# Projectile Motion - Skier & Ramp

• Denize
In summary, a ski jumper acquires a speed of 119.0 km/hr by racing down a steep hill. He then lifts off into the air from a horizontal ramp. Beyond this ramp, the ground slopes downward at an angle of θ = 45 degrees.Assuming the skier is in free-fall motion after he leaves the ramp, at what distance d down the slope does the skier land?The skier covers a horizontal range of 55.74 meters down the slope after leaving the ramp.
Denize

## Homework Statement

A ski jumper acquires a speed of 119.0 km/hr by racing down a steep hill. He then lifts off into the air from a horizontal ramp. Beyond this ramp, the ground slopes downward at an angle of θ = 45 degrees.

## Homework Equations

Assuming the skier is in free-fall motion after he leaves the ramp, at what distance d down the slope does the skier land?

## The Attempt at a Solution

I converted 119.0 km/hr to m/s, so 33.055 m/s

I then try to find the horizontal range: 0=33.055^2 + 2*9.8*X and found X=55.74m
55.74cos45=78.83m down the ramp.

What have I done wrong?

Denize said:
the horizontal range: 0=33.055^2 + 2*9.8*X
That formula is for taking off and landing at the same height.
Go back to the SUVAT equations and solve from first principles.

With respect to the slope which is angled at 45 dgree, the ski jumper is jumping off the ramp with a velocity u=(119x5/18)m/s at angle of 45 degree!
Thus, the horizontal range he covers on the slope, d=(u^2xsin(2θ)/g).
Correct me if I am wrong,or you can ask for further doubts or queries.

Avimanyu Ray said:
With respect to the slope which is angled at 45 dgree, the ski jumper is jumping off the ramp with a velocity u=(119x5/18)m/s at angle of 45 degree!
Thus, the horizontal range he covers on the slope, d=(u^2xsin(2θ)/g).
Correct me if I am wrong,or you can ask for further doubts or queries.
You are wrong. Horizontal means horizontal - it doesn't mean parallel to the slope.
Gravity continues to act vertically, not orthogonally to the slope.

Avimanyu Ray
haruspex said:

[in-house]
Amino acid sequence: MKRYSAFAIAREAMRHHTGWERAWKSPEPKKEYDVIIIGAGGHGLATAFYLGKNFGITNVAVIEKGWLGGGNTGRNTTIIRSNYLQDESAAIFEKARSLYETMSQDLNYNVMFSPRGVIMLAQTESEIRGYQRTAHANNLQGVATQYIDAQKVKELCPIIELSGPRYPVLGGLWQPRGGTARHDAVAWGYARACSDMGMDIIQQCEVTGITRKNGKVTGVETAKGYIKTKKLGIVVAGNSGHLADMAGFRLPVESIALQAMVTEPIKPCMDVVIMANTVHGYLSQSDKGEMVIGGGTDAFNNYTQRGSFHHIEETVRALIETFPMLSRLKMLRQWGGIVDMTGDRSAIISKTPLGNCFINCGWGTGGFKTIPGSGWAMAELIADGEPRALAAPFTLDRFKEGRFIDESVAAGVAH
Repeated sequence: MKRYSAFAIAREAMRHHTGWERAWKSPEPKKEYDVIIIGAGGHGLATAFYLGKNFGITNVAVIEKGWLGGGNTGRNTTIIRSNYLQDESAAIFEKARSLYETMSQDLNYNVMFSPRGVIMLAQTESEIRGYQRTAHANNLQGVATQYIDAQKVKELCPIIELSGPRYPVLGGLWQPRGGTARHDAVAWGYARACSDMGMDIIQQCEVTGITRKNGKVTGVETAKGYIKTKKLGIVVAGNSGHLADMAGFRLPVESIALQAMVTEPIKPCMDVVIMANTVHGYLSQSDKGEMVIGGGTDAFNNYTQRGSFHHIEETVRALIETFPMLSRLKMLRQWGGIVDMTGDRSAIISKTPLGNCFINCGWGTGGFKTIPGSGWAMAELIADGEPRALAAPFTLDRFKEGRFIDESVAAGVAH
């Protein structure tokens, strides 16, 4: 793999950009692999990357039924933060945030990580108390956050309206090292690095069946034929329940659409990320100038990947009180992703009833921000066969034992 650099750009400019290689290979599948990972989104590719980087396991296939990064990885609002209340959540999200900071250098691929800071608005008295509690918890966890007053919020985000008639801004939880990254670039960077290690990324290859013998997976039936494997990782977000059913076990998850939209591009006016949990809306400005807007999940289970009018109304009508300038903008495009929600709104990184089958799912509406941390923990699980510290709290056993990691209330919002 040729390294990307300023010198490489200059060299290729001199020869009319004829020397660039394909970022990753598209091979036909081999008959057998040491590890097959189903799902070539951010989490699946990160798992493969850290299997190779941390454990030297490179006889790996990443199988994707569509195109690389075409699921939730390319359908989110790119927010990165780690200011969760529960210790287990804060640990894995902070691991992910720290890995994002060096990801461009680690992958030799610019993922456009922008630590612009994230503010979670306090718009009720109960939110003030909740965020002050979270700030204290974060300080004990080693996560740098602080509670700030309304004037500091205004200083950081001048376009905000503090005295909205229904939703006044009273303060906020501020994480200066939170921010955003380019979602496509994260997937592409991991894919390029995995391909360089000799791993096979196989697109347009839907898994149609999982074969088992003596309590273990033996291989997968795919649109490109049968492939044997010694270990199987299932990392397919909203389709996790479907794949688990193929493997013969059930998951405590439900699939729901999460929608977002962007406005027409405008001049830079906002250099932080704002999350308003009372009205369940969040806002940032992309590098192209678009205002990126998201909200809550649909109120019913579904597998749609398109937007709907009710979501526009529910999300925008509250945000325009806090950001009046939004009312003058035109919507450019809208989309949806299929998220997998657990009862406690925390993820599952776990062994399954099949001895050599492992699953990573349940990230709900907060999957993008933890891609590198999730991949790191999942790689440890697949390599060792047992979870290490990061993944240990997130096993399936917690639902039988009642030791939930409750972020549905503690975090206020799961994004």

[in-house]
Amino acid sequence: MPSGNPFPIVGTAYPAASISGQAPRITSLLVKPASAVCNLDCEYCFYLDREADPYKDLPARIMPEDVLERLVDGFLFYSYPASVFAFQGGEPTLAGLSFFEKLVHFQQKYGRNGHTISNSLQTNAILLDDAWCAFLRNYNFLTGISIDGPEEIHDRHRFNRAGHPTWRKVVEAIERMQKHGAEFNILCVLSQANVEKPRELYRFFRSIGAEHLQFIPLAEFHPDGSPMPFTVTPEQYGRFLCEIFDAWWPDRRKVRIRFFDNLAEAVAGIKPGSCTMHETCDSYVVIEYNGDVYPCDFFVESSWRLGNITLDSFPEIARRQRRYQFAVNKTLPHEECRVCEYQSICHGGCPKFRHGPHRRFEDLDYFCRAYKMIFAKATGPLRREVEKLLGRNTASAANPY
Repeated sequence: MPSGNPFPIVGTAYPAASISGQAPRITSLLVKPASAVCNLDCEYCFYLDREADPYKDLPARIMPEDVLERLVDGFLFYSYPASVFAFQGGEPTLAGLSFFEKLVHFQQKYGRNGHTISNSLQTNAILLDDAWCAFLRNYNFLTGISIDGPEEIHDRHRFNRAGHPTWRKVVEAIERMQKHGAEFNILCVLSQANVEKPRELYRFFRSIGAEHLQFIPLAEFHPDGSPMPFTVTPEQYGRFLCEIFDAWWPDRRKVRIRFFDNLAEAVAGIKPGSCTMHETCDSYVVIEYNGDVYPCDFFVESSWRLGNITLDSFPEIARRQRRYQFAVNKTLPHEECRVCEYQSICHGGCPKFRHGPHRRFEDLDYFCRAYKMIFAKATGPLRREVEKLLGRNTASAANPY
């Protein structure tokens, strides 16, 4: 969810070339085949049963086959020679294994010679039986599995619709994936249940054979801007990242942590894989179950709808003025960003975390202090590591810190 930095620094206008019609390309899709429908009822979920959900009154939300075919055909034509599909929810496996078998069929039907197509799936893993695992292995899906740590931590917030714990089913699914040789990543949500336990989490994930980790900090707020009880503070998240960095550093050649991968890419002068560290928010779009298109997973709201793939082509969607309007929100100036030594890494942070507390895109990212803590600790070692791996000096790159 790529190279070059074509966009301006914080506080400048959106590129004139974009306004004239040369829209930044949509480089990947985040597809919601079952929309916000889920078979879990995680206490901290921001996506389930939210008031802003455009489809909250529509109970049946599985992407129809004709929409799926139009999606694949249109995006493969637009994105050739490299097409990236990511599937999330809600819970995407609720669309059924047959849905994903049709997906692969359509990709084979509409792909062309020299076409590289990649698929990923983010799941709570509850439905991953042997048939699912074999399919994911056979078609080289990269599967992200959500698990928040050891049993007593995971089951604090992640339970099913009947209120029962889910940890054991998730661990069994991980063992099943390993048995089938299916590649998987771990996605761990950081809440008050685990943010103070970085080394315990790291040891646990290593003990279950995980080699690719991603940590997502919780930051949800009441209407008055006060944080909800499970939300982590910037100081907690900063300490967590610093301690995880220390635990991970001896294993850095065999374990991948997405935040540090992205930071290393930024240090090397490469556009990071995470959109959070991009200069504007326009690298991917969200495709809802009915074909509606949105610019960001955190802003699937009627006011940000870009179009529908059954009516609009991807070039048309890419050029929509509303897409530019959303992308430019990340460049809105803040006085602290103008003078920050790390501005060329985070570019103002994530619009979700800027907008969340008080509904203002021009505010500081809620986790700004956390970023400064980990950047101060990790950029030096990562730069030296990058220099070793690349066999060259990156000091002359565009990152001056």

You are wrong. Horizontal means horizontal - it doesn't mean parallel to the slope.
Gravity continues to act vertically, not orthogonally to the slope.
Thanks for the glitch.
Ok, suppose 'd' is the hypotenuse of an isosceles triangle of angle 45 degree and its equal sides=dcos45 or (dsin45 whatever). Then time taken for the skii jumper to cover 'd' is t=(2xh/g)½ = (2xdcos45/g)½.
Now, R=dsin45=u x t= (u^2 x 2 x dcos45/g)½
solving out the above equation will give the value of 'd'.

Avimanyu Ray said:
solving out the above equation will give the value of 'd'.
Yes it's correct now but you should let the original poster figure it out for themselves so they can learn too

Avimanyu Ray

## 1. What is projectile motion?

Projectile motion refers to the motion of an object that is launched into the air and then follows a curved path due to the force of gravity. This type of motion is characterized by two components: horizontal motion at a constant velocity and vertical motion affected by gravity.

## 2. How does the angle of the ramp affect the skier's trajectory?

The angle of the ramp affects the skier's trajectory by determining the initial velocity and direction of the skier's motion. A steeper ramp will result in a higher initial velocity and a shorter, more curved path, while a shallower ramp will result in a lower initial velocity and a longer, less curved path.

## 3. What factors affect the distance traveled by the skier?

The distance traveled by the skier is affected by several factors, including the angle of the ramp, the initial velocity of the skier, the mass of the skier, and the air resistance. These factors can all impact the trajectory of the skier and ultimately determine the distance traveled.

## 4. How does air resistance affect the motion of the skier?

Air resistance, also known as drag, acts in the opposite direction of the skier's motion and can significantly impact the trajectory and distance traveled. As the skier moves through the air, air resistance will slow them down and cause them to fall to the ground at a faster rate.

## 5. How can the equations of motion be used to analyze projectile motion?

The equations of motion, including those for displacement, velocity, and acceleration, can be used to analyze projectile motion by providing a mathematical representation of the skier's motion. By plugging in the initial conditions and known values, these equations can help determine the skier's trajectory, maximum height, and other important factors related to projectile motion.

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